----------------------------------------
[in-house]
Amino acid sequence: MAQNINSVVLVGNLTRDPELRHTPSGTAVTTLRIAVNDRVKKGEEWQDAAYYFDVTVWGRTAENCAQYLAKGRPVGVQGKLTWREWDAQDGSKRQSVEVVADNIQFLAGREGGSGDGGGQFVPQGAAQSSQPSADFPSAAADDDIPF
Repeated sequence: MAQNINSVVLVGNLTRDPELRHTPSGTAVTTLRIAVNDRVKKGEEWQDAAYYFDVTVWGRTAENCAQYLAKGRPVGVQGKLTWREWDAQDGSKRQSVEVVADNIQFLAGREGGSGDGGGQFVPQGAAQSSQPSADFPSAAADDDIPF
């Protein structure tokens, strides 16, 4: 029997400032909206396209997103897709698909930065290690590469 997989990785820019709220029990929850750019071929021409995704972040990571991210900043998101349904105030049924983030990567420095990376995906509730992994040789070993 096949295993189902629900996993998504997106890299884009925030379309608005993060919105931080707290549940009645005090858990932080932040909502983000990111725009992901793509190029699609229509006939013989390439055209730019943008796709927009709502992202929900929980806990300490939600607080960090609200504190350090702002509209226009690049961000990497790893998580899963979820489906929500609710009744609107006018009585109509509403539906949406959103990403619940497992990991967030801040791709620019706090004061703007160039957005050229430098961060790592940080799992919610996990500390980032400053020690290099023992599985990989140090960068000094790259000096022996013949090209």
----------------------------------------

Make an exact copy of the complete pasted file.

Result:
[in-house]
Amino acid sequence: MAQNINSVVLVGNLTRDPELRHTPSGTAVTTLRIAVNDRVKKGEEWQDAAYYFDVTVWGRTAENCAQYLAKGRPVGVQGKLTWREWDAQDGSKRQSVEVVADNIQFLAGREGGSGDGGGQFVPQGAAQSSQPSADFPSAAADDDIPF
Repeated sequence: MAQNINSVVLVGNLTRDPELRHTPSGTAVTTLRIAVNDRVKKGEEWQDAAYYFDVTVWGRTAENCAQYLAKGRPVGVQGKLTWREWDAQDGSKRQSVEVVADNIQFLAGREGGSGDGGGQFVPQGAAQSSQPSADFPSAAADDDIPF
């Protein structure tokens, strides 16, 4: 029997400032909206396209997103897709698909930065290690590469 997989990785820019709220029990929850750019071929021409995704972040990571991210900043998101349904105030049924983030990567420095990376995906509730992994040789070993 096949295993189902629900996993998504997106890299884009925030379309608005993060919105931080707290549940009645005090858990932080932040909502983000990111725009992901793509190029699609229509006939013989390439055209730019943008796709927009709502992202929900929980806990300490939600607080960090609200504190350090702002509209226009690049961000990497790893998580899963979820489906929500609710009744609107006018009585109509509403539906949406959103990403619940497992990991967030801040791709620019706090004061703007160039957005050229430098961060790592940080799992919610996990500390980032400053020690290099023992599985990989140090960068000094790259000096022996013949090209």